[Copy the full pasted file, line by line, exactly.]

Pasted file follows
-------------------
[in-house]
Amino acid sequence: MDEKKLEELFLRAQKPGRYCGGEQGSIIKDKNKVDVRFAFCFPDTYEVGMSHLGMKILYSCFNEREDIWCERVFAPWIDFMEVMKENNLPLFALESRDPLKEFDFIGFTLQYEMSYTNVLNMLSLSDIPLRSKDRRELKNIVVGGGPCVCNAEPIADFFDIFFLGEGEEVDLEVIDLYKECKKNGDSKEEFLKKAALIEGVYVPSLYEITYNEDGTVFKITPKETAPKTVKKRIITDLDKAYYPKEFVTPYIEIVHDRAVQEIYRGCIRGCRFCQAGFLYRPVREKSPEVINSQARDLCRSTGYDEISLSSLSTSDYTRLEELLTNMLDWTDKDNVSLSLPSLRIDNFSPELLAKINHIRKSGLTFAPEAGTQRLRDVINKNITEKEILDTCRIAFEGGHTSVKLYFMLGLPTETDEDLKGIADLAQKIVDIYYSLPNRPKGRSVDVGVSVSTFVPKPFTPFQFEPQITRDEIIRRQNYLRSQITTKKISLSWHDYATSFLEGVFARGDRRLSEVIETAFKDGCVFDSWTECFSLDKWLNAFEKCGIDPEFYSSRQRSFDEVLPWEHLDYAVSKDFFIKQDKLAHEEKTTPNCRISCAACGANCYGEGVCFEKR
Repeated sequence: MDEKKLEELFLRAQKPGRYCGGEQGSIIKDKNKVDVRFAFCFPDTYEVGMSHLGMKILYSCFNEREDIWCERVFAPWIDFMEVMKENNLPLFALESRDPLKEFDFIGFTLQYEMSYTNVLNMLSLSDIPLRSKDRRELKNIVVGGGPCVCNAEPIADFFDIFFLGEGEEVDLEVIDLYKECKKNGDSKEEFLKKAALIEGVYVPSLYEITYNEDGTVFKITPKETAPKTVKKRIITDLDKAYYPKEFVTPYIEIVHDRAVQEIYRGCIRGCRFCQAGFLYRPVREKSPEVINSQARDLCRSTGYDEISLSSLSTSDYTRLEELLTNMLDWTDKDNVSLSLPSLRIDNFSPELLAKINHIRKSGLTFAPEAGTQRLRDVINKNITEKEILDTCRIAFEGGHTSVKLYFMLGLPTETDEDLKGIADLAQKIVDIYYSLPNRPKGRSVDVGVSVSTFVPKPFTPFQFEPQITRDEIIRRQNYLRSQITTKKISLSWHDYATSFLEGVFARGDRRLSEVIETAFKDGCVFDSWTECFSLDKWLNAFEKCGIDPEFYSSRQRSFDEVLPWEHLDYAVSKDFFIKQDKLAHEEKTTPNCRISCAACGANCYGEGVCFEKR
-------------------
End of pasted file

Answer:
[in-house]
Amino acid sequence: MDEKKLEELFLRAQKPGRYCGGEQGSIIKDKNKVDVRFAFCFPDTYEVGMSHLGMKILYSCFNEREDIWCERVFAPWIDFMEVMKENNLPLFALESRDPLKEFDFIGFTLQYEMSYTNVLNMLSLSDIPLRSKDRRELKNIVVGGGPCVCNAEPIADFFDIFFLGEGEEVDLEVIDLYKECKKNGDSKEEFLKKAALIEGVYVPSLYEITYNEDGTVFKITPKETAPKTVKKRIITDLDKAYYPKEFVTPYIEIVHDRAVQEIYRGCIRGCRFCQAGFLYRPVREKSPEVINSQARDLCRSTGYDEISLSSLSTSDYTRLEELLTNMLDWTDKDNVSLSLPSLRIDNFSPELLAKINHIRKSGLTFAPEAGTQRLRDVINKNITEKEILDTCRIAFEGGHTSVKLYFMLGLPTETDEDLKGIADLAQKIVDIYYSLPNRPKGRSVDVGVSVSTFVPKPFTPFQFEPQITRDEIIRRQNYLRSQITTKKISLSWHDYATSFLEGVFARGDRRLSEVIETAFKDGCVFDSWTECFSLDKWLNAFEKCGIDPEFYSSRQRSFDEVLPWEHLDYAVSKDFFIKQDKLAHEEKTTPNCRISCAACGANCYGEGVCFEKR
Repeated sequence: MDEKKLEELFLRAQKPGRYCGGEQGSIIKDKNKVDVRFAFCFPDTYEVGMSHLGMKILYSCFNEREDIWCERVFAPWIDFMEVMKENNLPLFALESRDPLKEFDFIGFTLQYEMSYTNVLNMLSLSDIPLRSKDRRELKNIVVGGGPCVCNAEPIADFFDIFFLGEGEEVDLEVIDLYKECKKNGDSKEEFLKKAALIEGVYVPSLYEITYNEDGTVFKITPKETAPKTVKKRIITDLDKAYYPKEFVTPYIEIVHDRAVQEIYRGCIRGCRFCQAGFLYRPVREKSPEVINSQARDLCRSTGYDEISLSSLSTSDYTRLEELLTNMLDWTDKDNVSLSLPSLRIDNFSPELLAKINHIRKSGLTFAPEAGTQRLRDVINKNITEKEILDTCRIAFEGGHTSVKLYFMLGLPTETDEDLKGIADLAQKIVDIYYSLPNRPKGRSVDVGVSVSTFVPKPFTPFQFEPQITRDEIIRRQNYLRSQITTKKISLSWHDYATSFLEGVFARGDRRLSEVIETAFKDGCVFDSWTECFSLDKWLNAFEKCGIDPEFYSSRQRSFDEVLPWEHLDYAVSKDFFIKQDKLAHEEKTTPNCRISCAACGANCYGEGVCFEKR